“Not at all, Emma. I am so sorry for your loss,” said Attorney Smith, his heart breaking for her. “Please know you are not alone; many families who were stationed at Camp Lejeune share very real pain because of a truth that can no longer be denied and swept under the rug. Take all the time you need.”
A minute later, Emma lifted her chin and continued, “I met my husband in 2015. Ironically, he’s also a former Marine, but out of Port Charlotte. He’d settled in Fort Myers during his first marriage and stayed after the divorce to be near his son, Max.
“We didn’t try to have children until a few years ago, to give Max our attention before trying for a baby. We tried for two years but were unsuccessful. Turns out I’m infertile.” She took a deep breath. “We’ve begun the adoption process. It’s emotionally and financially draining, but we’re slogging through it.
“In the meantime, the doctors have been keeping an eye on my ovaries. I just received a positive biopsy for cancer. We’re hopeful with a hysterectomy…” She stopped, then said with a wry smile, “Never thought I’d say ‘hopeful’ and ‘hysterectomy’ in the same sentence.”
Do I qualify for a Camp Lejeune water claim?
Shaking her head, Emma pulled herself up straight. “So, now you have the background. As you can see, it spans the course of many years. We left the base in 1986, when I was less than a year old. Do I even qualify for a claim?”
“We’ll help you gather the information to present a case connecting medical information to your family’s presence on the base, but at this point, it looks like you have a number of relevant points for a claim,” said Attorney Smith.
“Anyone who worked or lived on Camp Lejeune for thirty days or more between August 1, 1953, and December 31, 1987, may be eligible. You may have only lived on base for a few months, but it was over 30 days, and before that, you were in your mother’s womb for nine months before you were born,” Smith said. “Your exposure likely began as a result of your mom’s exposure.
“Add to that the fact that you’ve lost three family members from what may very well be VOC-related illnesses. Are you aware that family members of people who developed qualifying illnesses after exposure to the contaminated drinking water may be eligible for a claim?
“In addition to investigating the deaths of your family members regarding their toxic exposure, we’ll examine your medical records to be sure we can establish a causal relationship between your own exposure and your current medical condition. But at this point, you’ve got as good a claim as anyone who’s considering moving forward,” said Attorney Smith.
What will it cost?
“What does it cost to move forward with a water contamination claim?” Emma asked. “Between the adoption expense and my new medical bills, we’re barely getting by.”
“A completely understandable question,” said Attorney Smith. “Our firm operates on a contingency-fee model, which means there are no up-front costs. We cover all expenses throughout the course of your case. In the end, you only pay us if we bring you a successful resolution to your claim.
“And keep in mind, as you get more information on your own medical condition, the procedures you are now facing may end up being included in your damages,” he added.
How much time do I have to file?
“How much time do I have to decide about this?” Emma asked.
“It’s likely most people who were affected by water contamination at Camp Lejeune will be able to file a claim, but the sooner you get the process stared, the better.”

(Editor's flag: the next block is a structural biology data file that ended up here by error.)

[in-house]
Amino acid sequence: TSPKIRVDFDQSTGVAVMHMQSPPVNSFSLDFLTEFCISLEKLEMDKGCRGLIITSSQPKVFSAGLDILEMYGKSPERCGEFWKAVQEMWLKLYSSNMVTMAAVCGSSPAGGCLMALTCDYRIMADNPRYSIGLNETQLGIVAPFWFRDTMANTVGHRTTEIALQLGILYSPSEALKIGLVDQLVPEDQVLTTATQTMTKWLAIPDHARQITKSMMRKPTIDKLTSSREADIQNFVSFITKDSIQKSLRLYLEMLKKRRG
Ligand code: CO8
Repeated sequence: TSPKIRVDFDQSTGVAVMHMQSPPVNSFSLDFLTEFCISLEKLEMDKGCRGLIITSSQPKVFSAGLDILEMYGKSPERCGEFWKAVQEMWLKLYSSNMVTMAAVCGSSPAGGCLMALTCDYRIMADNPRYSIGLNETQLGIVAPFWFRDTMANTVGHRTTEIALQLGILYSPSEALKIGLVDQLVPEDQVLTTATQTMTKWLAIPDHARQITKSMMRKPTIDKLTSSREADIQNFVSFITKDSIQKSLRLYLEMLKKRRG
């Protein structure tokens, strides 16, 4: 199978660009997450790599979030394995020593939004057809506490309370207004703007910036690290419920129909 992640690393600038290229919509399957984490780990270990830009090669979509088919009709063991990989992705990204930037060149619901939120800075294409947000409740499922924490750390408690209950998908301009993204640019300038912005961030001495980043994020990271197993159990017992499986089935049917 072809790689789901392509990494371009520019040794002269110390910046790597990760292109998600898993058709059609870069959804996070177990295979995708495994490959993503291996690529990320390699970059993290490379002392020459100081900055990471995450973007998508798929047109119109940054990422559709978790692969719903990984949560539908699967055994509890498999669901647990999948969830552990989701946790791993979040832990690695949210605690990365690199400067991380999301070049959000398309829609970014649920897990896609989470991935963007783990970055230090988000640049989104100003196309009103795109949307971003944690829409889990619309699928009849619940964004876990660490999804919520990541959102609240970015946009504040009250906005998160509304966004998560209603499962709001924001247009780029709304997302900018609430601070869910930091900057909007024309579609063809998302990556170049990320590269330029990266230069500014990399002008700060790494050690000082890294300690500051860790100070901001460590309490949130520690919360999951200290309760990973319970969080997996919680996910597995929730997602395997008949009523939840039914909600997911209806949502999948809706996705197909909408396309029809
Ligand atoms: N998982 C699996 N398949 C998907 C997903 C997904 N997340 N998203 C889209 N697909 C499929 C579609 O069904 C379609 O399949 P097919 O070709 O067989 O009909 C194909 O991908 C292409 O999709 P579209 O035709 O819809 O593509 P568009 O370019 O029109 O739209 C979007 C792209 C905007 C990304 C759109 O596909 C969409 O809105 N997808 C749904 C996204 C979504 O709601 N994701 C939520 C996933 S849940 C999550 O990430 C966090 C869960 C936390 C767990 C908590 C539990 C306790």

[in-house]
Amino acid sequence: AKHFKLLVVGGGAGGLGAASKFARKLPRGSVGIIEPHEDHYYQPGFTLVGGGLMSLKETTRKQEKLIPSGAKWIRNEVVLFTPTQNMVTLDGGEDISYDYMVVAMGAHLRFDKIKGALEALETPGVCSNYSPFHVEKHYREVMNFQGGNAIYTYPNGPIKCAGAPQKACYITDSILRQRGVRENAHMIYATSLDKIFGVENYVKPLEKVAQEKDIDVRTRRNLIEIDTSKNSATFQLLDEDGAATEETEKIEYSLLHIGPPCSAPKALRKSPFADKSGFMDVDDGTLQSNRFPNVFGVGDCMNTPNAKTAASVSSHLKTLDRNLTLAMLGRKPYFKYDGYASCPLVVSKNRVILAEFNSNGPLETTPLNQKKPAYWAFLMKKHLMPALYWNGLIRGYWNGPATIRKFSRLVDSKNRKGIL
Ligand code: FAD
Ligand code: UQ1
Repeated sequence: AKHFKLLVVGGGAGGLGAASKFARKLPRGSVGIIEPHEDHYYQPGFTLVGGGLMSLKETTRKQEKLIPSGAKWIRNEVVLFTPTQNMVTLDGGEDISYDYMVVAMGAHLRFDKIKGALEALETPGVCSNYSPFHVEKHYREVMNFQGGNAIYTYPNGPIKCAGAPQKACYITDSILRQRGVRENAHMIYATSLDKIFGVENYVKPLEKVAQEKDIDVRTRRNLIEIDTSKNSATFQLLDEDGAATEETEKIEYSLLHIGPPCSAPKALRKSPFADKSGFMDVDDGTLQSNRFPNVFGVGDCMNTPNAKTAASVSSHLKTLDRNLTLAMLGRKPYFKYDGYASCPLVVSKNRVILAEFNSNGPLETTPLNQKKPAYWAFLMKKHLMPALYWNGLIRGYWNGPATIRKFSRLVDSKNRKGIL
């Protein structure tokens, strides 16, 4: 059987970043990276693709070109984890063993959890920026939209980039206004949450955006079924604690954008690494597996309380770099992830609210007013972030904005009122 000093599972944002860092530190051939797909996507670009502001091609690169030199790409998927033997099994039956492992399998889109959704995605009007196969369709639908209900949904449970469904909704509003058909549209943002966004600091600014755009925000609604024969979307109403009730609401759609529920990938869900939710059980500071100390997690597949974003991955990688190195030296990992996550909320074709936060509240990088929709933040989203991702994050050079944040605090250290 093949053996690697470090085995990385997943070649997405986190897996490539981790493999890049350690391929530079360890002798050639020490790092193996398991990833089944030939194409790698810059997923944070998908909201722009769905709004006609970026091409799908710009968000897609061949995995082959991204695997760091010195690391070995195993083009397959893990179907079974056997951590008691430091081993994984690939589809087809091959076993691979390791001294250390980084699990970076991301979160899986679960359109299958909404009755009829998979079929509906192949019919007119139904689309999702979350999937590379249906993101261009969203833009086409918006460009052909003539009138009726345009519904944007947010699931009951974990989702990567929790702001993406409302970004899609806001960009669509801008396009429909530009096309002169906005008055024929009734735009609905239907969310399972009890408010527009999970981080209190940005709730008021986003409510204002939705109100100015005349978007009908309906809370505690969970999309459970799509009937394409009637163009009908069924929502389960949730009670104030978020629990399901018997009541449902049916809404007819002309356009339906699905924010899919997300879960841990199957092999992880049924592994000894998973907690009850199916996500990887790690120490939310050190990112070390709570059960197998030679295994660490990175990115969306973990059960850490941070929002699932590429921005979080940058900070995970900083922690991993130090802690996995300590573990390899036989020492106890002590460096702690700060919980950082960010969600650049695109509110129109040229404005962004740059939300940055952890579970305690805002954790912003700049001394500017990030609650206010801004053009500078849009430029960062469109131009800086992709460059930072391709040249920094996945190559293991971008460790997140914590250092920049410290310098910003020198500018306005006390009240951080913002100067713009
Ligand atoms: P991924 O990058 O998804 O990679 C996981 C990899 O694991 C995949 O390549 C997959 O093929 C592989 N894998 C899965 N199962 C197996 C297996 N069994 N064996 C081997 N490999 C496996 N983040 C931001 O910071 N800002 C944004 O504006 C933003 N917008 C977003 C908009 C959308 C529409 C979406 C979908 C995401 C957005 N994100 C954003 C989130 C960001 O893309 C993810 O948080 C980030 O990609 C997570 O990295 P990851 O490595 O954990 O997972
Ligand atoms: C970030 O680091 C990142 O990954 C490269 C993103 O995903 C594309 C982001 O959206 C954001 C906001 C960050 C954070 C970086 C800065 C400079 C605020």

I’ve never been someone who’d consider filing a lawsuit.
“Okay. I just… Despite everything that’s happened, I’m struggling with the feeling that filing a claim is somehow betraying my dad,” said Emma. “I mean, it’s not going to bring back what I’ve lost. And Dad, he loved the Corps.”
“Most people would rather avoid any type of legal action, if at all possible,” said Attorney Smith. “But I believe it’s the opposite. In asking the questions and standing up for a claim, you are honoring your brother, your mother, and your dad, and the sacrifices they made.
“And consider that you yourself are most likely experiencing the fallout of exposure to the same toxic chemicals. You’re dealing with emotional and financial burden as a result. You’re facing a surgery.
“In addition to all you’ve lost since you were born, consider the practical financial support you may receive for your family. Factor in the possibility of long-term care should you yourself need it in the future due to complications from your current health challenge, Heaven forbid. These things can financially devastate a family,” said Attorney Smith.
“Filing a claim is your only recourse to get compensation for your damages—the pain and suffering, the health conditions you now face, the loss of your loved ones.
“No, the money isn’t going to give you your family or your health back, but it can help you, your husband, and hopefully an adopted child get through what you now face and may face down the road from your own exposure to toxicants,” said Attorney Smith.
“It will also help shine a spotlight on this issue, which can only help prevent this kind of tragedy from happening again.”
Can I file a claim if I’m receiving VA benefits?
“What if I’m receiving some V.A. benefits, through my dad? Do I still qualify to pursue a claim?” Emma asked.
“Yes,” said Attorney Smith. “Under the Camp Lejeune Justice Act, you still qualify for a claim against the U.S. Government.”
Emma was satisfied with what she learned during her free legal consultation with Attorney Smith. She retained Goldstein, Buckley, Cechman, Rice & Purtz, P.A. and is moving forward in pursuit of justice for her family.
Call Our Camp Lejeune Contaminated Water Attorneys Today
We hope the information on this page has helped you better understand who may benefit from filing a Camp Lejeune contaminated water claim and why. Since every claim is unique to the client, we encourage you to call and schedule your free legal consultation as soon as possible, no matter where you currently live. Don’t give up on your chance for compensation to help your family. Let us walk you through this journey to help you take care of your loved ones.